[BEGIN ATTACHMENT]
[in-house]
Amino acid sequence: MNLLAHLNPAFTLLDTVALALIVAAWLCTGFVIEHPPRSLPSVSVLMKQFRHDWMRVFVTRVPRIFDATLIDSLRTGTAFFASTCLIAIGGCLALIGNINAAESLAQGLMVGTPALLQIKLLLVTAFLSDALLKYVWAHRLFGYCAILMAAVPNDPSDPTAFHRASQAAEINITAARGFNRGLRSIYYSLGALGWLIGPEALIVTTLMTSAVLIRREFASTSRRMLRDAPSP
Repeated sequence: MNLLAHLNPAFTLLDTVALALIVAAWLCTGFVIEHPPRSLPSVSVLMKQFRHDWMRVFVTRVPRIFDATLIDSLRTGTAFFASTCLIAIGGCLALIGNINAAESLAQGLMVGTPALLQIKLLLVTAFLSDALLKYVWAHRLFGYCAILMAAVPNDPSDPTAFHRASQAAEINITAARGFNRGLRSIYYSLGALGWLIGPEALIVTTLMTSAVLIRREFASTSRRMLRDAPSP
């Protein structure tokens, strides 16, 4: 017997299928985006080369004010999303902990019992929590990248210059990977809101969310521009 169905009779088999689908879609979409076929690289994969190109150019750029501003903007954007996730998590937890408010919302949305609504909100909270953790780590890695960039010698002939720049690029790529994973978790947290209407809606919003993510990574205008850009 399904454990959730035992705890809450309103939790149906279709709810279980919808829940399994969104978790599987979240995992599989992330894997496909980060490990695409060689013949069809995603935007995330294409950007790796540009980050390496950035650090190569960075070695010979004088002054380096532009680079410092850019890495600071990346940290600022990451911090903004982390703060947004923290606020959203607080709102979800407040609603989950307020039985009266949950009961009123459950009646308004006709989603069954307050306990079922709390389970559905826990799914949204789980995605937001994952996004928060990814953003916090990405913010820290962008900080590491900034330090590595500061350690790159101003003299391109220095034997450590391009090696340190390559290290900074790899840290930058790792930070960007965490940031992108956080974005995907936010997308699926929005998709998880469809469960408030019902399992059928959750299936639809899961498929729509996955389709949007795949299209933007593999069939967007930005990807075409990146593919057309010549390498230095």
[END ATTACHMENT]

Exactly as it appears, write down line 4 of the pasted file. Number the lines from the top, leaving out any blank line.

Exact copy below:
């Protein structure tokens, strides 16, 4: 017997299928985006080369004010999303902990019992929590990248210059990977809101969310521009 169905009779088999689908879609979409076929690289994969190109150019750029501003903007954007996730998590937890408010919302949305609504909100909270953790780590890695960039010698002939720049690029790529994973978790947290209407809606919003993510990574205008850009 399904454990959730035992705890809450309103939790149906279709709810279980919808829940399994969104978790599987979240995992599989992330894997496909980060490990695409060689013949069809995603935007995330294409950007790796540009980050390496950035650090190569960075070695010979004088002054380096532009680079410092850019890495600071990346940290600022990451911090903004982390703060947004923290606020959203607080709102979800407040609603989950307020039985009266949950009961009123459950009646308004006709989603069954307050306990079922709390389970559905826990799914949204789980995605937001994952996004928060990814953003916090990405913010820290962008900080590491900034330090590595500061350690790159101003003299391109220095034997450590391009090696340190390559290290900074790899840290930058790792930070960007965490940031992108956080974005995907936010997308699926929005998709998880469809469960408030019902399992059928959750299936639809899961498929729509996955389709949007795949299209933007593999069939967007930005990807075409990146593919057309010549390498230095």